In "Jailbait", Irish American playwright Deirdre O’Connor, 32, explores what happens when two 15-year-old girls who are desperate to be adults meet two 30-year-old men desperate to be 15 again. 

Although O’Connor’s hilarious and unexpectedly moving coming of age play has a distinctly come-on title, it doesn’t hint at how sensitive and funny the work itself really is.

“To a certain extent it’s a coming of age story,” O Connor tells IrishCentral. “It’s about two girls who are 15 years old and who dress up as if they are older. They go to a Boston club where they meet two men who are in their thirties, and the two men are really trying to recapture their youth. It’s really about how these four people meet in the middle and it becomes a sort of coming of age story for all four of them.”

O’Connor, who is now in her early thirties, believes that America’s longstanding obsession with youth is only intensifying.

“We seem to be at a time in our society where we really value youth and being in your early twenties, and everyone around us is really trying to look like that and dress like that and act like that. In 'Jailbait' I’m trying to examine where is the place for adulthood in all of that?”

A recent graduate of Columbia University’s play-writing program, O’Connor is Irish on both sides of her family tree.

“I grew up in Newtown, Massachusetts, which is just outside of Boston. My father always felt very connected to our Irish ancestry and so he wanted us all to have Irish names. My sisters are named Maeve and Kaitlin, I have a brother called Neil and I’m Deirdre, the youngest of the four. My great grandparents came from Ireland to Boston and my family has been living there ever since.”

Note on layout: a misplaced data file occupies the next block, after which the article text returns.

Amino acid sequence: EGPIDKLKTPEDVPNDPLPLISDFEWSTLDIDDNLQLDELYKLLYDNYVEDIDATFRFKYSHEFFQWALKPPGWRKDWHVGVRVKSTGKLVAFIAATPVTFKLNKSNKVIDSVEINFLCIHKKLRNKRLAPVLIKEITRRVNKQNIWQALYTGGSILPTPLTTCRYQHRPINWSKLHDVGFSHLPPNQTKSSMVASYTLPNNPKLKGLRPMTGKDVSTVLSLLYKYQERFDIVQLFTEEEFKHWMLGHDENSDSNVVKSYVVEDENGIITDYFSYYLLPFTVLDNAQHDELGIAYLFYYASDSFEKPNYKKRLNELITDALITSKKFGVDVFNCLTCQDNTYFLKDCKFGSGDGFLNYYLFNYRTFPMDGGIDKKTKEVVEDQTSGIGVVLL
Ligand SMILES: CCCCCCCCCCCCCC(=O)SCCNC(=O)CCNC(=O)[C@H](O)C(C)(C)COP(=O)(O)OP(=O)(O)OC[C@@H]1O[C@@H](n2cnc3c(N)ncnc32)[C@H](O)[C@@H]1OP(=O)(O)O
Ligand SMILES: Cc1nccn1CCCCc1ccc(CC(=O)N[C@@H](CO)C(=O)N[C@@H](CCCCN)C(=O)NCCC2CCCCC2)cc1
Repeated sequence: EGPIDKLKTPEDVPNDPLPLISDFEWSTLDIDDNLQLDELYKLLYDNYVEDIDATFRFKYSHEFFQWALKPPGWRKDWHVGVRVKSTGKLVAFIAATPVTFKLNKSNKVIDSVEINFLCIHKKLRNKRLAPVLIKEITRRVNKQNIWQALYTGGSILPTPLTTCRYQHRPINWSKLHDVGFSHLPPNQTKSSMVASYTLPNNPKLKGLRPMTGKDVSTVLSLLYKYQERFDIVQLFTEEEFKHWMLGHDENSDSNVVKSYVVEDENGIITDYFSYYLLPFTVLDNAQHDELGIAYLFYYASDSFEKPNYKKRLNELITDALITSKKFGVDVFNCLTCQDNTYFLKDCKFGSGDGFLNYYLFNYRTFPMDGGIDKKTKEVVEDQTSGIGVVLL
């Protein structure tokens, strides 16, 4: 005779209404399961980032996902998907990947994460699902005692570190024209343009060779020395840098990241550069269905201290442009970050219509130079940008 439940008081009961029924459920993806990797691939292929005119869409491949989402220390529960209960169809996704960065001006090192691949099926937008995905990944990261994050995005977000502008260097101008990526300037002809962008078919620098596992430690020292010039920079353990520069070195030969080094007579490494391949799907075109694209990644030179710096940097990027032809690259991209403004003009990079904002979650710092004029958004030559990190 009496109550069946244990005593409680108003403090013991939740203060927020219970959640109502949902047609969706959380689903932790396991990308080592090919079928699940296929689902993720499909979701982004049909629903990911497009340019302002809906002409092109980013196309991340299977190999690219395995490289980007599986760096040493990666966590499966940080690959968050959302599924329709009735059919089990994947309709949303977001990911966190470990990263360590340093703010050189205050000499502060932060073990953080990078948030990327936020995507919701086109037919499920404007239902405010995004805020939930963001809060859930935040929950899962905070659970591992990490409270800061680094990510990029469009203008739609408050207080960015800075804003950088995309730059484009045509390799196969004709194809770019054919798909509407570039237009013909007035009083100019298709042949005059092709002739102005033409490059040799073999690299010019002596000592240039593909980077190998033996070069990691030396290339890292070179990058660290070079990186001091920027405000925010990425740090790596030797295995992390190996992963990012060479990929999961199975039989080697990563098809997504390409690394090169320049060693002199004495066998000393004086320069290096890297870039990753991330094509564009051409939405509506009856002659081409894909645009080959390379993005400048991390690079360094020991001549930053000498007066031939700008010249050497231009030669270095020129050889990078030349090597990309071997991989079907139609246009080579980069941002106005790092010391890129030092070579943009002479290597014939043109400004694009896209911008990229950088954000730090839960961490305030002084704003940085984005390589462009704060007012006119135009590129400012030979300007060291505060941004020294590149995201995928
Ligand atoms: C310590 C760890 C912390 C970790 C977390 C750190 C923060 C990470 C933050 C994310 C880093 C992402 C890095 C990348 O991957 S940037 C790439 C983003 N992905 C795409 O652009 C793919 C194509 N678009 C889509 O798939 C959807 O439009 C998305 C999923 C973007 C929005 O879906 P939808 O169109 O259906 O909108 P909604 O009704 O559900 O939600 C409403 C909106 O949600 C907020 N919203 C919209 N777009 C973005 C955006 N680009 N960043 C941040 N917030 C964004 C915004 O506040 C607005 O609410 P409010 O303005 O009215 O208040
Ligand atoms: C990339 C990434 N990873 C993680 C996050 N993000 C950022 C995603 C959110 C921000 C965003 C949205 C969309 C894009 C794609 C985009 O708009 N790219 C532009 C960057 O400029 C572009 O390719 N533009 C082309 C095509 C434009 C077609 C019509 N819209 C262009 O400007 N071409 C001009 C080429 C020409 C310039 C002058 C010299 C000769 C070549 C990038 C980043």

A typical display of Irish pride growing up was when O’Connor’s father dressed the girls up in Aran sweaters and put bright green ribbons in their hair for St. Patrick’s Day.

“My dad is just very invested in our Irish background. Ireland’s literary tradition is immensely important to us all too. When my great grandmother came over from Ireland she was 18, and although she had no money she did bring a woolen shawl, a pair of candlesticks and volume of the works of Charles Dickens.

“That’s the story that’s told in our family. Who knows if that’s true, but I really love the idea of it. It means that even at a time when my family had nothing we still had a love of and a connection to literature.”

O’Connor cherishes her Irish great grandmother’s story because it connects directly to where she is now as a playwright.

“My great grandmother loved the same things I do, like well told stories, and the great writers, and now she exists as a story in my life too, you know?”

O’Connor has yet to visit Ireland (“I’m a starving artist!”) but she has ambitious plans. “I still have family there so it’s been my intention to go. I would love to go with a play. That would be my goal, and that way I’d get to spend some time over there.

For O’Connor, her proud Irish ancestry can best be seen in the importance that both she and her family place on story telling, a skill she has easily inherited.

“The ability to tell a great funny story is a valued skill with us. Years ago I originally started off writing very depressing poetry and terrible short fiction,” she says.

“But when I got to college I started writing plays because I discovered that I really love writing dialogue. It just fascinates me. It taps into the Irish love of conversation and the flow of language.

“It’s the opposite of fiction too because you can really revel in the way that people are inarticulate. People who are completely inarticulate can often say more when they finally find the right word. That’s what happens to the girls in "Jailbait", they finally find their voices.”

"Jailbait" is now playing off-Broadway at the Cherry Pit, 155 Bank Street, New York. For tickets call 212-868-4444.

 

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